Gap-filling on Sight and Sound's new Hot 100, I'm checking out Godard's Histoire(s) (1988-1998), which some have praised, see, e.g., here and here (for a vital aid). In his New Biographical Dictionary of Film Thomson lauds as follows:
Of course, it was natural that Godard would provide his own retrospective—and sweep up the entire medium. Histoire(s) du Cinéma is a great catalogue work, worthy of Robert Musil or Walter Benjamin—or Chris Marker. But in its astonishing beauties, and the suggestiveness of its editing, one may still see and feel the Godard of the early sixties. Thus, the Histoire(s) reasserted, beyond doubt, that his is one of the great critical yet poetic minds in the medium.Unfortunately, so far (just one headache-causing hour in) I feel like Thomson's more caustic remarks about Godard's 1950s criticism apply equally well to Histoire(s):
"[T]ruly useful insights were offered in writing that was appalling, trite, chaotic, and gratuitously unreadable. It came armed with frightful name-dropping from literature and painting. Hardly a film could be classified without reference to Faulkner, Proust, Auguste Renoir, or Velázquez. In part, this was his need for classification, the unappeasable urge to cross-refer rather than to describe a thing itself. And these references are meaningless....Godard’s criticism is so aggressive that one feels only its insecurity... It means that his articles are addressed to himself, rather than to readers. The tone is austere and forbidding, as if to exclude others from cinema in the very act of celebrating it."Godard actually says relatively little in his own voice, and there it's mostly sententious nostrums to which one mostly wants to shrug or perhaps laugh (much as you would to a standard, empty political speech). But occasionally he makes a factual claim, some of which are plainly wrong, e.g., at 19 mins into the first part of the doc., Godard claims that Howard Hughes was a producer (producteur) of Citizen Kane, which is false. (Compare: a fluffy, largely content-free political speech that nonetheless makes a few it's easily-checked claims about unemployment rates or Benghazi or whatever.... that turn out to be flatly false.) The impact is devastating... it becomes very hard to stick-with Godard, to take him seriously. Overt contradictions such as between 'Cinema is not part of the communications industry or entertainment. It is part of cosmetics, the industry of masks.' (2nd part, 7 mins in) and 'It [cinema] boils down to entertainment. It can't be explained otherwise.' (2 minutes later) don't help either.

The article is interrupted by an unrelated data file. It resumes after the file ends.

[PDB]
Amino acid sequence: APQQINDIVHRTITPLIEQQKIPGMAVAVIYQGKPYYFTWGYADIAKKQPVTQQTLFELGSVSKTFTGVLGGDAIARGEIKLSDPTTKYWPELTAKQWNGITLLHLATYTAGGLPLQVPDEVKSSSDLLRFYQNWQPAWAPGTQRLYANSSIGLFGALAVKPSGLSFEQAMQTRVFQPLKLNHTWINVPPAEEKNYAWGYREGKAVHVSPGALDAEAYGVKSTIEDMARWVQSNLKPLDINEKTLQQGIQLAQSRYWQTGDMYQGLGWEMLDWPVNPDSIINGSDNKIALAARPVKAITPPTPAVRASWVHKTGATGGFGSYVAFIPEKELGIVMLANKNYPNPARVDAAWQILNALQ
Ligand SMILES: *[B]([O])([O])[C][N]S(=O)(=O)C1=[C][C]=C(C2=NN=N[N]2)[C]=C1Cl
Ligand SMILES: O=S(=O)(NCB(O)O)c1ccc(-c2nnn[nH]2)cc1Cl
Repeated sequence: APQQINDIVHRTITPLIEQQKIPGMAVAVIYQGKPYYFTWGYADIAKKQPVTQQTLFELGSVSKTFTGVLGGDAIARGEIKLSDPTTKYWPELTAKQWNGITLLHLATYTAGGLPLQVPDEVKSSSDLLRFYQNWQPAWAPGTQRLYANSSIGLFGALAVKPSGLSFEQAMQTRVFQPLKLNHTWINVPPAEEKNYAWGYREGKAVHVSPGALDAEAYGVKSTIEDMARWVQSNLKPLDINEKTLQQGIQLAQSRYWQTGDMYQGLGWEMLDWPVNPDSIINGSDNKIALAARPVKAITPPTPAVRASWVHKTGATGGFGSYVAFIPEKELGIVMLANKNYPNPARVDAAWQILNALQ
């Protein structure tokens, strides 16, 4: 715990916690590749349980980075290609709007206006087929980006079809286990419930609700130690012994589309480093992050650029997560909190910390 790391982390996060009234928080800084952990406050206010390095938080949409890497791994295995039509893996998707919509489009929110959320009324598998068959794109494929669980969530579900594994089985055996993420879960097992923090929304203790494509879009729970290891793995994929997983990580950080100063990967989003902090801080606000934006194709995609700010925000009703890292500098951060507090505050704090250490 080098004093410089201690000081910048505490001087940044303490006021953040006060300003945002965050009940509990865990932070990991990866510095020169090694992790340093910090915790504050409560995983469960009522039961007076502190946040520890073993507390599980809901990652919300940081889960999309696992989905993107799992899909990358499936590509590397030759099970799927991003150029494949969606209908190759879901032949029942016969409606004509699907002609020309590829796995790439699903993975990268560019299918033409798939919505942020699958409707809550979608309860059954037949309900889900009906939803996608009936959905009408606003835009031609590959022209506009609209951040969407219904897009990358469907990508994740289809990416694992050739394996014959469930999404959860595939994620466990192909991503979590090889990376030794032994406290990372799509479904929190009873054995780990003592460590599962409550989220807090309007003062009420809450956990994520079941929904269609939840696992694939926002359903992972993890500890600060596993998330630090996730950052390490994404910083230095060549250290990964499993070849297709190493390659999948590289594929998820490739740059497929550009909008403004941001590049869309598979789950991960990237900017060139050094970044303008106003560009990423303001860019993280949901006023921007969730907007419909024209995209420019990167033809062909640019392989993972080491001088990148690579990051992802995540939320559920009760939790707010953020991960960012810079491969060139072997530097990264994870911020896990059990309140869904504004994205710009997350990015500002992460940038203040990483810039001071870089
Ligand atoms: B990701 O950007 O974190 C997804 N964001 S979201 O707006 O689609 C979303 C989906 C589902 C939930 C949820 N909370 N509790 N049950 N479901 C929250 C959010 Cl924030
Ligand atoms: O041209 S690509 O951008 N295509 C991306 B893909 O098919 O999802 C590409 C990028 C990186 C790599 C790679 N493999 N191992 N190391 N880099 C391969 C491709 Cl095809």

Since Godard doesn't care enough to get basic stuff right it's hard to have faith in or even ascribe determinate content to his more oracular, necessarily uncheckable remarks. Whether Histoires(s) can be satisfactory conceived as its own self-contained mega-video-art-piece/work of political science fiction remains to be seen, but on current evidence (update: 2 hours in) it can't be. Rather it appears to just be a mess, stuck in some messy zone between The Power of Nightmares, Sans Soleil, Cremaster Cycle, and Inland Empire, and decidedly inferior to all of those boundary points.
So who got Godard's Histoire(s) onto the Sight and Sound list (and ahead of, I dunno, Rear Window, M, NbNW, Touch of Evil, Night of the Hunter, and Sunset Boulevard)? Jonathan Rosenbaum, Richard Corliss, and who else?
Update: Finished it! Good God, well that's 4+ hours I'm never etc.. One of the (in my view, relatively few) highlights is his tribute to Hitchcock in the penultimate Chapter 4a (Le Contrôle de l’univers (1998) - The Control of the Universe). Godard's characteristically hyperbolic remarks (whch work much better accompanied by counterpointing, often slow-mo Hitchcock clips) are as follows:
We forget why Joan Fontaine leans over the cliff.
Why was Joel McCrea in Holland?
What confession did Montgomery Clift keep secret?
Why did Janet Leigh stop at the Motel?
Why does Theresa Wright still love Uncle Charlie?
What isn't Henry Fonda entirely guilty of?
Why did the American government hire Ingrid Bergman?
But we remember a handbag.
But we remember a bus in the desert.
But we remember a glass of milk, a windmill, a hairbrush.
But we remember a row of bottles, a pair of glasses, a musical score, a key chain.
Because with them and through them Alfred Hitchcock succeeded
where Alexander, Caesar, Hitler and Napoleon failed:
In taking control of the universe.
Maybe 10,000 people haven't forgot Cèzanne's apple
but a billion remember the lighter in Strangers on a Train.
Hitchcock, the only accursed poet to meet with success.
Our century's greatest creator of forms.
Forms tell us what is at the bottom of things.
What is art, if not the way forms become style?
What is style... What is style, if not man?
So it is a bra-less blonde tailed by a detective scared of heights
who proves that it's all cinema, that is, child's play.